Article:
A year after the spill, tourists trickle back to the Gulf Coast

BILOXI, MS (WLOX) - One year after the BP oil spill in the Gulf, tourism related businesses on the Mississippi Gulf Coast are still struggling to recover their losses. Most business owners are cautiously optimistic that things will be better this year, but they know nothing is certain.

At Beauvoir last summer, the statue of Jefferson Davis stood a lonely vigil over the historic grounds, devoid of visitors. The oil spill chased away the tourists. But that may be changing, according to Richard Forte, Beauvoir's acting director.

"I believe that the tourists are starting to return," Forte said. "We've had a lot of unscheduled bus tours in March.  That's what we missed."

Still, Forte said, the BP gusher in the Gulf left hard feelings, not to mention court action.

"I felt like they should have gone to every tourist attraction on the coast and asked what they could do to help us, instead of the way we had to file a lawsuit. I didn't like doing that."

Coast motel and hotels did fairly well, thanks to an influx of BP oil spill clean-up workers.  Still, overall business was down. A BP funded advertising grant of $16 million could soon help.

"Money can buy a lot of advertising, a lot of good awareness and I think that the powers that be, the people who will be in charge of that, they'll concentrate on that," said Linda Hornsby, Director of the Hotel-Motel Association.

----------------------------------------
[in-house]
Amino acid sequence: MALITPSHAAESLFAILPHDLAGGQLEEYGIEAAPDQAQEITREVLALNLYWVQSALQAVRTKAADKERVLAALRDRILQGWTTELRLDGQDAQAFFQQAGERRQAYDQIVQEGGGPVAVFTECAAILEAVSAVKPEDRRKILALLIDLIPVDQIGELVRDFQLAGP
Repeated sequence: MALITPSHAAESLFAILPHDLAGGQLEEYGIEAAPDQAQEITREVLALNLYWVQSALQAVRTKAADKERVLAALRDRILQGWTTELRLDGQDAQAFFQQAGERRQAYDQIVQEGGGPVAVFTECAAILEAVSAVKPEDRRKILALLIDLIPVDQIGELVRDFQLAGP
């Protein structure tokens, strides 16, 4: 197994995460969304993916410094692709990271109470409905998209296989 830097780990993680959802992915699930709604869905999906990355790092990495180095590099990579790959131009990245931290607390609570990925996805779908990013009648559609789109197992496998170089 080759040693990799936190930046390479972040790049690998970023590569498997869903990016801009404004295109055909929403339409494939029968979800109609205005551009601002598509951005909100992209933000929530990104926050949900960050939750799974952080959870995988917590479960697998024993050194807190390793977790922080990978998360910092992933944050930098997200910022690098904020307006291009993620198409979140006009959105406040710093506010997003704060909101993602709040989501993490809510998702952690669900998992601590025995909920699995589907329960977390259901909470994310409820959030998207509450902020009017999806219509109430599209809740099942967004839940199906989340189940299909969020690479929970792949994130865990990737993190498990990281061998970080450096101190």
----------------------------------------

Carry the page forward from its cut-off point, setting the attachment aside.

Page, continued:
There's a very different oil related concern facing tourism related businesses on the Mississippi Gulf Coast heading into the summer of 2011: the price at the pump.

"It's a factor, no question about it," Hornsby said.  "Maybe we need to look at doing a gas card promotion again. It worked. Especially the first one."

At Souvenir City, the spill took a huge bite out of last year's profit statement.  Fingers are crossed for a better 2011.

"We're very optimistic and hoping things are going to be good," owner J.J. Pierotich said. "The general feeling of the people we're getting in is that they feel that things are much better. So we'll just have to see what happens."

A mile to the east along the beach highway, that same feeling can be found at Southern Comfort RV Park, where money is starting to change hands once again.  Cindy Davis manages the park.

"The town has done a wonderful job of keeping the beaches clean and providing a lot of services for everybody," Davis said. "So we're real happy and we got a good outlook to go, and a lot of reservations being made."

One of those reservations was made by Donna Tietje and her husband, visitors from New York. Her outlook concerning the coast is just what the area needs to recover.

"We love Mississippi, nice people and good food," Tietje said.  "We love the local shrimp and all the seafood they have here.  The weather, it's great down here."

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